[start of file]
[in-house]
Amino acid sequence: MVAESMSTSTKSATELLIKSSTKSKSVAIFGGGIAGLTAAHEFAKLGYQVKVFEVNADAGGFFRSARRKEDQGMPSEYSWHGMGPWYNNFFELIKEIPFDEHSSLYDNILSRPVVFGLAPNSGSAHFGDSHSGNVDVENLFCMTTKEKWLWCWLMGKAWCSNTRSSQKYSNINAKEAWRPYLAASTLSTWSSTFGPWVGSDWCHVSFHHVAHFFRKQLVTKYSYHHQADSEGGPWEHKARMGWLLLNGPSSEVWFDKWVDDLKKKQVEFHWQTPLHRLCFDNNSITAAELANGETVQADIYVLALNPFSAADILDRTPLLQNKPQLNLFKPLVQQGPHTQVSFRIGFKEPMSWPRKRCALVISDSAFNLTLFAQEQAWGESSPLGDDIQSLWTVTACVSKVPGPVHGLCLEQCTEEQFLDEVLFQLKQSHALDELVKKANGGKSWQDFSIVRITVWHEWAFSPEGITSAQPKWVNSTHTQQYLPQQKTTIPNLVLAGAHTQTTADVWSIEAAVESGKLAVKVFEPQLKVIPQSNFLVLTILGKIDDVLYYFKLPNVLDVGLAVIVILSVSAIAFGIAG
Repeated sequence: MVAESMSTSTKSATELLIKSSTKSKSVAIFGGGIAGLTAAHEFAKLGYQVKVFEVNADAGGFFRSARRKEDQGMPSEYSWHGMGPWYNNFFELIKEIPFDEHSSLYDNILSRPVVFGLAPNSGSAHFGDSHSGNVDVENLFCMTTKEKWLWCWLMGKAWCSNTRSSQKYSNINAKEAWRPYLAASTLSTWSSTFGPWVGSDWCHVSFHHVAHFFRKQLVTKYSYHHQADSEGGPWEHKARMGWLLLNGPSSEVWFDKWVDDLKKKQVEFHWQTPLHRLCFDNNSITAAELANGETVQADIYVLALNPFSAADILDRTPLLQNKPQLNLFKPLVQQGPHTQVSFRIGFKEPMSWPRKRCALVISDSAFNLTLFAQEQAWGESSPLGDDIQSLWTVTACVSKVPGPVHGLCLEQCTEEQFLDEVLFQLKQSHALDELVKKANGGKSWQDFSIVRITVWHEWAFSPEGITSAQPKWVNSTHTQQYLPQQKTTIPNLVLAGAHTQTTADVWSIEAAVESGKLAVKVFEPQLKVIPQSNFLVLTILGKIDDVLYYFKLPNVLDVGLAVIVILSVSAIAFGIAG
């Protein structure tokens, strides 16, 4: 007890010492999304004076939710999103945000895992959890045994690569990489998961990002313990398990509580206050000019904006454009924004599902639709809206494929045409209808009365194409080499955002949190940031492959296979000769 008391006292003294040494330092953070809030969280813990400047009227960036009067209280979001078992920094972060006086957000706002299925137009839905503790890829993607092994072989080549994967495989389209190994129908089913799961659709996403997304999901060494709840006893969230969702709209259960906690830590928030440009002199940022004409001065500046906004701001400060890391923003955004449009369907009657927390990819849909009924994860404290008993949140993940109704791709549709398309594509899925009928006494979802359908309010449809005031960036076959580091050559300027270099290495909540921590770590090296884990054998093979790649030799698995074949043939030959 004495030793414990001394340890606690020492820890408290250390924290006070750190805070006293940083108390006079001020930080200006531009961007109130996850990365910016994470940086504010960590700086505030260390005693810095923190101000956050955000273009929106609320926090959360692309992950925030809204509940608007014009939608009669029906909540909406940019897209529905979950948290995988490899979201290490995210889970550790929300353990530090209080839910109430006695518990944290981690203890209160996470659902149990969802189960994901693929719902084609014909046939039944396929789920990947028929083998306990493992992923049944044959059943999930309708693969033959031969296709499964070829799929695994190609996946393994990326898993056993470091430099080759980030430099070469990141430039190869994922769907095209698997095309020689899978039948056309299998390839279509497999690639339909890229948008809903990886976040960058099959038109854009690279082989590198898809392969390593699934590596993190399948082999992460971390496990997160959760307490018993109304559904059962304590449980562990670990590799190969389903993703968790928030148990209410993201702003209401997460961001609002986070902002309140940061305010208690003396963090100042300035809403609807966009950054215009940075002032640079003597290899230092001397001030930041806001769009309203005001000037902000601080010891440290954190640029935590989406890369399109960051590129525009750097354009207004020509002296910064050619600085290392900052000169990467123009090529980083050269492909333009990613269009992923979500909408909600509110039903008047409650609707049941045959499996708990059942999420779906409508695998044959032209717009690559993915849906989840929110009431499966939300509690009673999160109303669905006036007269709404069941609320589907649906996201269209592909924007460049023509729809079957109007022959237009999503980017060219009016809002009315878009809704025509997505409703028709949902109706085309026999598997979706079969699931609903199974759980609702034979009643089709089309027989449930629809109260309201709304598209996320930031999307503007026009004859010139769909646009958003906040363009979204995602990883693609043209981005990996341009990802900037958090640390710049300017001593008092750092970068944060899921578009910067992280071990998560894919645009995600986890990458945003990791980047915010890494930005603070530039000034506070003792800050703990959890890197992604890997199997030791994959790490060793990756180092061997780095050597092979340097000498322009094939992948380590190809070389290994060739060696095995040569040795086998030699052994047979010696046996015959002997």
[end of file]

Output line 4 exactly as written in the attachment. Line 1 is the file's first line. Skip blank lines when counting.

């Protein structure tokens, strides 16, 4: 007890010492999304004076939710999103945000895992959890045994690569990489998961990002313990398990509580206050000019904006454009924004599902639709809206494929045409209808009365194409080499955002949190940031492959296979000769 008391006292003294040494330092953070809030969280813990400047009227960036009067209280979001078992920094972060006086957000706002299925137009839905503790890829993607092994072989080549994967495989389209190994129908089913799961659709996403997304999901060494709840006893969230969702709209259960906690830590928030440009002199940022004409001065500046906004701001400060890391923003955004449009369907009657927390990819849909009924994860404290008993949140993940109704791709549709398309594509899925009928006494979802359908309010449809005031960036076959580091050559300027270099290495909540921590770590090296884990054998093979790649030799698995074949043939030959 004495030793414990001394340890606690020492820890408290250390924290006070750190805070006293940083108390006079001020930080200006531009961007109130996850990365910016994470940086504010960590700086505030260390005693810095923190101000956050955000273009929106609320926090959360692309992950925030809204509940608007014009939608009669029906909540909406940019897209529905979950948290995988490899979201290490995210889970550790929300353990530090209080839910109430006695518990944290981690203890209160996470659902149990969802189960994901693929719902084609014909046939039944396929789920990947028929083998306990493992992923049944044959059943999930309708693969033959031969296709499964070829799929695994190609996946393994990326898993056993470091430099080759980030430099070469990141430039190869994922769907095209698997095309020689899978039948056309299998390839279509497999690639339909890229948008809903990886976040960058099959038109854009690279082989590198898809392969390593699934590596993190399948082999992460971390496990997160959760307490018993109304559904059962304590449980562990670990590799190969389903993703968790928030148990209410993201702003209401997460961001609002986070902002309140940061305010208690003396963090100042300035809403609807966009950054215009940075002032640079003597290899230092001397001030930041806001769009309203005001000037902000601080010891440290954190640029935590989406890369399109960051590129525009750097354009207004020509002296910064050619600085290392900052000169990467123009090529980083050269492909333009990613269009992923979500909408909600509110039903008047409650609707049941045959499996708990059942999420779906409508695998044959032209717009690559993915849906989840929110009431499966939300509690009673999160109303669905006036007269709404069941609320589907649906996201269209592909924007460049023509729809079957109007022959237009999503980017060219009016809002009315878009809704025509997505409703028709949902109706085309026999598997979706079969699931609903199974759980609702034979009643089709089309027989449930629809109260309201709304598209996320930031999307503007026009004859010139769909646009958003906040363009979204995602990883693609043209981005990996341009990802900037958090640390710049300017001593008092750092970068944060899921578009910067992280071990998560894919645009995600986890990458945003990791980047915010890494930005603070530039000034506070003792800050703990959890890197992604890997199997030791994959790490060793990756180092061997780095050597092979340097000498322009094939992948380590190809070389290994060739060696095995040569040795086998030699052994047979010696046996015959002997």